The NBA and Players Association are discussing the formation of a committee to study the age minimum for the league's draft with the possibility that no immediate changes to the "one-and-done" rule will come in the finalization of the new collective bargaining agreement, a league official told Yahoo! Sports.
"Only the agreement to have the committee may be part of the new CBA," the source said. "I doubt it will have any affect on the 2012 draft."
This could mean the current class of star college freshmen, including potential No. 1 overall pick Anthony Davis of Kentucky, will have the opportunity to enter the 2012 draft.
The draft's age rule is considered one of several "B-list" issues that were tabled in settlement talks, but must be resolved in negotiations before the league and players can get a signed agreement. The NBA and its players must still negotiate several more issues, including drug testing and NBA Developmental League assignments. The shelving of the age minimum debate buys the league more time to deal with the high-profile and impactful issue.
For now, the rule calls for American-born players to turn 19 during the calendar year of the draft and be one year removed from their high school graduating class. Since its inception, the rule has created an era in college basketball known as the “one-and-done,” where many top players have spent one year on campus before leaping to the NBA.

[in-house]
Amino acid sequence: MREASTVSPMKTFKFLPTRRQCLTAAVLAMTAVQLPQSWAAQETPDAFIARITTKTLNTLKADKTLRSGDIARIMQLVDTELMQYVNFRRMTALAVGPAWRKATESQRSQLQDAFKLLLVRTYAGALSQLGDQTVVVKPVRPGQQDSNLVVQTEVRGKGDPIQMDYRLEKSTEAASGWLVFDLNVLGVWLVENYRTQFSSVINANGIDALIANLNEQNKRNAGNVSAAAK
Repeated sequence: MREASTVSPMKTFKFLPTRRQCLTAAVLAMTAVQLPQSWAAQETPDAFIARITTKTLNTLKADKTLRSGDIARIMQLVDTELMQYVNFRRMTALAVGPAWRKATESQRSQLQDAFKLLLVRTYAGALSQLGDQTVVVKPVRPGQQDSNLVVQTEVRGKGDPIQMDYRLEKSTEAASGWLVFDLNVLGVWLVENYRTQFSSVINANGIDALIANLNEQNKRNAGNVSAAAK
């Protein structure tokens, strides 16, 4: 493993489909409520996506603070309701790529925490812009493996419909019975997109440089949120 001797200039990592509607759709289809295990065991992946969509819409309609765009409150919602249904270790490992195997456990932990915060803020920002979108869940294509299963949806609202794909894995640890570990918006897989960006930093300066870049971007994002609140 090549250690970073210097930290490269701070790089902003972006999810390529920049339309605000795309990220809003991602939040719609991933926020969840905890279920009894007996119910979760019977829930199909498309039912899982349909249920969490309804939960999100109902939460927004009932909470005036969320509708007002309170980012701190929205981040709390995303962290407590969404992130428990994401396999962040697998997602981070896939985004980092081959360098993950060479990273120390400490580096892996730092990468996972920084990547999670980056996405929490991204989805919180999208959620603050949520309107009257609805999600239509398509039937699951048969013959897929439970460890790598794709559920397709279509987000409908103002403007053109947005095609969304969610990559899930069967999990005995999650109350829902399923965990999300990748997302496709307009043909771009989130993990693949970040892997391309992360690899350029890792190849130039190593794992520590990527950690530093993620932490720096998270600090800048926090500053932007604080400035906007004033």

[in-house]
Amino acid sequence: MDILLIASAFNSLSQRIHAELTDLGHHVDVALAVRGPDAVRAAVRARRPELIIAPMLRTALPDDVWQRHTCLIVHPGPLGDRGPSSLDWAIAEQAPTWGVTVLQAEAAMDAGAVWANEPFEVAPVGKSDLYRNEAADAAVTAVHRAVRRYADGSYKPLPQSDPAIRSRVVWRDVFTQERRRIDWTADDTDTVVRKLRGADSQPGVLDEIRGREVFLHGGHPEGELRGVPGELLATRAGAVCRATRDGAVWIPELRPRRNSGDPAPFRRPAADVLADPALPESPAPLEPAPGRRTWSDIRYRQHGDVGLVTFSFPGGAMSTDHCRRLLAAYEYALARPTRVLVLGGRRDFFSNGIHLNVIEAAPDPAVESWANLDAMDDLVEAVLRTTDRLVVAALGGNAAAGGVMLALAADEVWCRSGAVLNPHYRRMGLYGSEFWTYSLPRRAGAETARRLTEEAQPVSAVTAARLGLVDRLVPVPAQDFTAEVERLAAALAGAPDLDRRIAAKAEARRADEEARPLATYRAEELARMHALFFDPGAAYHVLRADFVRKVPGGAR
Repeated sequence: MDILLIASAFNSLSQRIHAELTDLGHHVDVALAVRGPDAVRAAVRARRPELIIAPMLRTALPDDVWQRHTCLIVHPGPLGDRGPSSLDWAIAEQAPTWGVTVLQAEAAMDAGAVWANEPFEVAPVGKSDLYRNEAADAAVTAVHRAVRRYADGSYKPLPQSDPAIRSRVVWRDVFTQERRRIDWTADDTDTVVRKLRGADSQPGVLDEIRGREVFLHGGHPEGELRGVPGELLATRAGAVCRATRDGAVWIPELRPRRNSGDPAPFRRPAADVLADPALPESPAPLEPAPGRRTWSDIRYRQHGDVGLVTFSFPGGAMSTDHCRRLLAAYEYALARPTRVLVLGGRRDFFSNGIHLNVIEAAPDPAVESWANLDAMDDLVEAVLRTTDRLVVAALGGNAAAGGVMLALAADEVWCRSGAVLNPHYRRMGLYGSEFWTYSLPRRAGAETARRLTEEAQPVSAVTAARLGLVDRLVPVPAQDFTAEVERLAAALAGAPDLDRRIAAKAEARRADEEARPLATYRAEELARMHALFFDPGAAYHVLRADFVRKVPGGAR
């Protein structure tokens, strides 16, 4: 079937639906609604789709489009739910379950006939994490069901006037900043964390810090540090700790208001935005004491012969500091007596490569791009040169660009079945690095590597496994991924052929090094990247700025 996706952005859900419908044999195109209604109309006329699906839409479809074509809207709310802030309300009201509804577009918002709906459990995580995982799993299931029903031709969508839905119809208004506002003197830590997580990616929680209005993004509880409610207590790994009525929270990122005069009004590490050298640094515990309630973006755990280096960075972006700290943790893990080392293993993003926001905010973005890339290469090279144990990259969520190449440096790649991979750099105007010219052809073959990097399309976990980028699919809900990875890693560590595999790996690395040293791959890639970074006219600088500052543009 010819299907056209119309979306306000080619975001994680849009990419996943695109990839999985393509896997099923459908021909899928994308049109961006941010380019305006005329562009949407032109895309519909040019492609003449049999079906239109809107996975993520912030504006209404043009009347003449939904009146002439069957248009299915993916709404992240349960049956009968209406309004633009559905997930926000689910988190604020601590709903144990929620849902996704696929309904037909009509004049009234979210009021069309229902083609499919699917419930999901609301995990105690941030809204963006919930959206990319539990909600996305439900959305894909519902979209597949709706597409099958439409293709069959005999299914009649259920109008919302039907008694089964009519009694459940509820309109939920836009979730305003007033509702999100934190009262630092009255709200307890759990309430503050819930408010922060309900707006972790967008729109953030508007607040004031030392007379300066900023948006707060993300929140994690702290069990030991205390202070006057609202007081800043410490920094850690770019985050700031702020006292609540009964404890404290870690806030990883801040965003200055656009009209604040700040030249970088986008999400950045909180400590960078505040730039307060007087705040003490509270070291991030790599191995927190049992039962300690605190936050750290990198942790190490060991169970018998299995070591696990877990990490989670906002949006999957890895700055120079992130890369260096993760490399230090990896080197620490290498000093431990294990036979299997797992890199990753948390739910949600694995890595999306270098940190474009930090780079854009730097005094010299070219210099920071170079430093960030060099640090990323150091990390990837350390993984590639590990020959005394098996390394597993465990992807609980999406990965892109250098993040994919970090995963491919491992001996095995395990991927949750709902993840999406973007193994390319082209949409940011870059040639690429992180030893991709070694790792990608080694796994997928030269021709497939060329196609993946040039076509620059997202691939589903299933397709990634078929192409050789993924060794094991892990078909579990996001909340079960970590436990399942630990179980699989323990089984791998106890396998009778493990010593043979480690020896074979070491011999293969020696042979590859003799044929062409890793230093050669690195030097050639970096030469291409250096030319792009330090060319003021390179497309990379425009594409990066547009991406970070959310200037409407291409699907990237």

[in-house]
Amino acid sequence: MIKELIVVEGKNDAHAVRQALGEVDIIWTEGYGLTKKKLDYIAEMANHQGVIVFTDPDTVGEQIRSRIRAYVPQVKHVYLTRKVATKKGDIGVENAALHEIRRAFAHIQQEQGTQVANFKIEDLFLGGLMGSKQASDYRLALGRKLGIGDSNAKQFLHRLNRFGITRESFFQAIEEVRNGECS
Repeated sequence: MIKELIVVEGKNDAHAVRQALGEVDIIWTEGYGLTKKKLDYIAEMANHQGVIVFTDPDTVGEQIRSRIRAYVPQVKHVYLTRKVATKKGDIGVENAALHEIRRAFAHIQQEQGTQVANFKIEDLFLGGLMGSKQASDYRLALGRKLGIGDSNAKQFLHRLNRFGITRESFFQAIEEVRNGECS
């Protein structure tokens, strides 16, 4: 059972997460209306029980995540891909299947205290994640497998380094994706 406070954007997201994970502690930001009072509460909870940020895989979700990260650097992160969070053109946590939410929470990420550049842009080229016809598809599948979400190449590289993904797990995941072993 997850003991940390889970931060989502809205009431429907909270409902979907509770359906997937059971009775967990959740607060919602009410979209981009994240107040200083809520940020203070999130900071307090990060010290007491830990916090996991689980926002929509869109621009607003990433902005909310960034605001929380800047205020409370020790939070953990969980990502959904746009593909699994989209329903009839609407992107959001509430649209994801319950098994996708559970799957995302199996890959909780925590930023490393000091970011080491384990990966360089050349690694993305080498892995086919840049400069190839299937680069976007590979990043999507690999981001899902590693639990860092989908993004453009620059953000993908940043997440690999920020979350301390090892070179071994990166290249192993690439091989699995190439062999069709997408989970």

[ Related: NBA owners, players reach tentative agreement ]
Within the NBA, there’s a growing movement to create a rule similar to Major League Baseball, which requires college players to stay three years before becoming eligible for the draft. Some NBA teams have suggested a system in which the age minimum for the draft would be 20. Under that scenario, non-international players also would have to wait until two years after their senior high school class has graduated.
The proposed committee would look at a system that would permit high school players to declare for the draft, and if players aren’t selected, they can retain eligibility and still play college basketball. Those players would have to wait two years to re-enter the draft. And once any player enters college, he has to wait two years until he can play in the NBA.
Nevertheless, many league basketball executives are satisfied with the current "one-and-done rule." NBA rules allow players to enter the NBA Developmental League directly out of high school.
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